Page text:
Sometimes people leave apps and other personal information on their phones. This is tiresome if you want to start using it, and Aunt Maggie keeps popping up in your contacts. If you have already discovered the iPhone is authentic, ask the previous owner to wipe the iPhone clean.

There are two easy ways to do this.

  • Plug it into iTunes and click Restore (under the Summary tab).
  • On the iPhone go to:

Settings > General > Reset (located at the very bottom) > Erase All Content and Settings

Conclusion

Do your research. Many mistakes are made when the consumer fails to look into a product enough. This is most essential when it comes to technology. You don’t want to be stuck with a toaster that’s talking to you in an Middle Eastern dialect, it’s about time you use Dear Google or RTFM.

PhilosopherPoet

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Technology, Thoughts

Pulling the plug on ignorance

How do you explain the internet to someone? Or even something as simple as email? It’s been so engrained in our culture and our lives, to actually step back and look at the milestones is a sobering effect.

A few weeks back I was dealing with a lady of 77 years of age, let’s call her Margret. Her family was intent on getting her an iPad. The reason being she lives in a small old age home and needs to contact her family via Skype. Obviously a few people in the family are tech-savvy, and managed to gather together enough money to buy her one. I thought it was a great token of kindness, because now not only can she Skype (i.e. call her family abroad) but also she has access to tons of applications and data at her fingertips (on the internet).

So I activated her iPad and showed her how it all worked, and while I was setting up her Apple ID, the first thing that I asked her was, “What is your email address?” She gave me a blank look. I explained that her for an account of any kind we’d need an email address to get her account going. I told her that she would be able to write letters to her family instantly, that’s the best explanation I could give without overwhelming her further.

I felt sorry for her, and the way technology frightened her. It’s really a marvelous thing once you get your head around the basics of the iPad. Due to various circumstances, she was probably given the opportunity to learn (how to operate a computer) but felt too scared and inferior, and shied away from the opportunity. Now her family had dosed her with a bucket of water by thrusting an iPad in her hands.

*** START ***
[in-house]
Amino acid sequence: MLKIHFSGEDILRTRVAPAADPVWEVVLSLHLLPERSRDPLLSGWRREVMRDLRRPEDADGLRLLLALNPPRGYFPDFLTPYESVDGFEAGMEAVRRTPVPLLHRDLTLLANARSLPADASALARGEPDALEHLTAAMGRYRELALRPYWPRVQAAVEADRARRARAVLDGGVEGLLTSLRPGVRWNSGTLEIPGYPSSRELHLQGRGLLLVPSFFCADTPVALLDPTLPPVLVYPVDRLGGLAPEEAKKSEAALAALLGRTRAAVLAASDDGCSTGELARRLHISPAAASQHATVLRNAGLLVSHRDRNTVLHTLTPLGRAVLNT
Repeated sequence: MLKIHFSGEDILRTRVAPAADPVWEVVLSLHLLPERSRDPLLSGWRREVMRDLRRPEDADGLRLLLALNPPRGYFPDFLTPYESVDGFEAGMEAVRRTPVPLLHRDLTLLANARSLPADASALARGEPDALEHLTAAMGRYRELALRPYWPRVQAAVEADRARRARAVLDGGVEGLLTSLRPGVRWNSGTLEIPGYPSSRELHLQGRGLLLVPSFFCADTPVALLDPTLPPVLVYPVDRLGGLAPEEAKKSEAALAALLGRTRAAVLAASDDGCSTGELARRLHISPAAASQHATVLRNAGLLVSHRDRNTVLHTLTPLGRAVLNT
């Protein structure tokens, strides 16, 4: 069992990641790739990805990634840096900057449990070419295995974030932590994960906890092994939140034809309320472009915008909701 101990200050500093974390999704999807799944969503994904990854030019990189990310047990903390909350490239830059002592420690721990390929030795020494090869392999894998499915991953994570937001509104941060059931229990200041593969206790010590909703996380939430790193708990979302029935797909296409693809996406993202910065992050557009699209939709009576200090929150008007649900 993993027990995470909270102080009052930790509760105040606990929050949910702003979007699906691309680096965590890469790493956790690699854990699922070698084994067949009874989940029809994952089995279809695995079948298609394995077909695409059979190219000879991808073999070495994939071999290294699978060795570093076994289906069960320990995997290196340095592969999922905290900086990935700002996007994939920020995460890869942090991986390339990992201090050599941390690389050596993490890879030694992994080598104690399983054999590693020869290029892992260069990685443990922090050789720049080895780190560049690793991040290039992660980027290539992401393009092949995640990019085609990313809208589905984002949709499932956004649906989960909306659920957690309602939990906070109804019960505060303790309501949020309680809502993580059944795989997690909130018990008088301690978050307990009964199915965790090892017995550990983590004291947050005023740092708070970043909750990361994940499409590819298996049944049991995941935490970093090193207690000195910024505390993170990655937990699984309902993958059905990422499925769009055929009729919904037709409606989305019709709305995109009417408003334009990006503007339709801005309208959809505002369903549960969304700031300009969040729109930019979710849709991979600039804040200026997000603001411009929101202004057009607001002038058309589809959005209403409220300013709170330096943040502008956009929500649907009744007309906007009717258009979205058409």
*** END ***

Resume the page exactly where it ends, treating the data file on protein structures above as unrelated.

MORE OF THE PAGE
This leads me to two topics :

  • Why are we so afraid to learn?
  • Technology is the key liberator of our time.
The Fear of Learning

When we start to learn it pushes out right out of our comfort zone into the realm of ignorance. Most of the time if you want to learn…you have to be receptive and be prepared to listen. Many people hate that feeling of vulnerability, and feel insecure (sometimes evening getting angry).

One of the better qualities in a teacher is patience. This is something that has poisoned many of us against certain subjects, since we had one cantankerous and moody teacher and scowled and berated us when asking a dumb question.

Learning is also a process of stumbling.

A wise old woman, who is a homeopath put it to me in this gentle way, “I’d rather die a failure than never having tried.” Progressing in life is simply trying new things. To get better at something (i.e. more skillful), you simply have to try. you may not succeed straight away, but that’s ok. Do a little bit at a time. Once in a while we will stumble and fall. Make mistakes, maybe even injure ourselves…but then like my good friend said at least we won’t be dying a failure.

Once you’ve tried enough times, you explore on impulse.

Learning (as a teacher and pupil is a exciting and intoxicating feeling), once you’ve got the hang of the initial trying, you will goad yourself into finding new avenues. My father (who is a seasoned, and powerful educator) put it to me this way. “Learning is just about being curious.” You don’t have to be reading an entire library of books, or have ten degrees behind your name. Just get excited and your curiosity will teach you to explore and gain a deeper understanding.

Wrestling with the wires

The more I work in IT (either by myself, or by helping others), I’ve come to realize that it’s more than a skill. It’s a language and a tool, if you don’t embrace it immediately, soon it will fall away “like sand through your fingers”. If that didn’t make sense, allow me to use another example.

If you’re having a casual days with a few friends, then suddenly someone asks you “Hey let’s go to that pub I told you about?” The only catch being there are five people (including yourself), yet only two motorbikes to get you there. Now you’re stuck. Well, unless you’ve an wild caveman living in isolation…technology will always be this functional tool we require to alleviate the logistics we encounter.

Getting in a car the first few times, is darn nerve wracking. Once you’ve got the knack of it, you wonder how you managed without it. This is the dilemma I faced a while back with Margret. I had to rewind my thinking only a decade or two, so she could understand the advantages of embrace this digital beast we all face.

I’m glad that she tried, otherwise she would just be a failure, a figure, a statistic even. Perhaps embracing the depths of the unknown, and wrestling with it…will be the greatest challenge us homo sapiens face?

PhilosopherPoet